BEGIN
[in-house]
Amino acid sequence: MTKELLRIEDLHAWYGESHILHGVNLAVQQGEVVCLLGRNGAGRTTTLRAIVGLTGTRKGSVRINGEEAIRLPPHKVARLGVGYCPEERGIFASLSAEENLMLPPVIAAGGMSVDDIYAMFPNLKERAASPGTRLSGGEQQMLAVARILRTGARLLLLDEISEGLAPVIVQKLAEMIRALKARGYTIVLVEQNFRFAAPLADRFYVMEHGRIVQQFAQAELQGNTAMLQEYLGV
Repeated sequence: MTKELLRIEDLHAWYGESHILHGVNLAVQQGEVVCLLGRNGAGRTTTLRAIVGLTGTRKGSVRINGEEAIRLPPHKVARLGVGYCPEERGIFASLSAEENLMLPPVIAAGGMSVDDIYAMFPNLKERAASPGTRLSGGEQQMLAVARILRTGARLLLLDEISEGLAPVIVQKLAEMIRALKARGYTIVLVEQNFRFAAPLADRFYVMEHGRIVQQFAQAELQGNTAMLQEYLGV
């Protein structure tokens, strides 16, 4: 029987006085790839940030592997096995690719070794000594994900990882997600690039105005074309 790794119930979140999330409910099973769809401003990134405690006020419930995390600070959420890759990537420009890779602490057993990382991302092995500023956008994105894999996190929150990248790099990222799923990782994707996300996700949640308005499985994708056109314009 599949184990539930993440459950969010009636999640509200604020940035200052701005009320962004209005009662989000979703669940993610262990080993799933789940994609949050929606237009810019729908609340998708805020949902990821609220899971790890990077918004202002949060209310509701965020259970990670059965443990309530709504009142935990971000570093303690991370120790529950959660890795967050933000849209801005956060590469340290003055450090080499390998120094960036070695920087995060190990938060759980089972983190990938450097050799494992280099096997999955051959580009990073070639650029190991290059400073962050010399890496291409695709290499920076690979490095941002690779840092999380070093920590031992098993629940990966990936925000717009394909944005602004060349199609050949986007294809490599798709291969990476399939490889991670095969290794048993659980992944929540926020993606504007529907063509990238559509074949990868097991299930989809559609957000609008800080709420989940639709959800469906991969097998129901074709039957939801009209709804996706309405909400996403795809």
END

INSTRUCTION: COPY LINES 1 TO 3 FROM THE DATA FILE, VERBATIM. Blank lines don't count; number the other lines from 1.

[in-house]
Amino acid sequence: MTKELLRIEDLHAWYGESHILHGVNLAVQQGEVVCLLGRNGAGRTTTLRAIVGLTGTRKGSVRINGEEAIRLPPHKVARLGVGYCPEERGIFASLSAEENLMLPPVIAAGGMSVDDIYAMFPNLKERAASPGTRLSGGEQQMLAVARILRTGARLLLLDEISEGLAPVIVQKLAEMIRALKARGYTIVLVEQNFRFAAPLADRFYVMEHGRIVQQFAQAELQGNTAMLQEYLGV
Repeated sequence: MTKELLRIEDLHAWYGESHILHGVNLAVQQGEVVCLLGRNGAGRTTTLRAIVGLTGTRKGSVRINGEEAIRLPPHKVARLGVGYCPEERGIFASLSAEENLMLPPVIAAGGMSVDDIYAMFPNLKERAASPGTRLSGGEQQMLAVARILRTGARLLLLDEISEGLAPVIVQKLAEMIRALKARGYTIVLVEQNFRFAAPLADRFYVMEHGRIVQQFAQAELQGNTAMLQEYLGV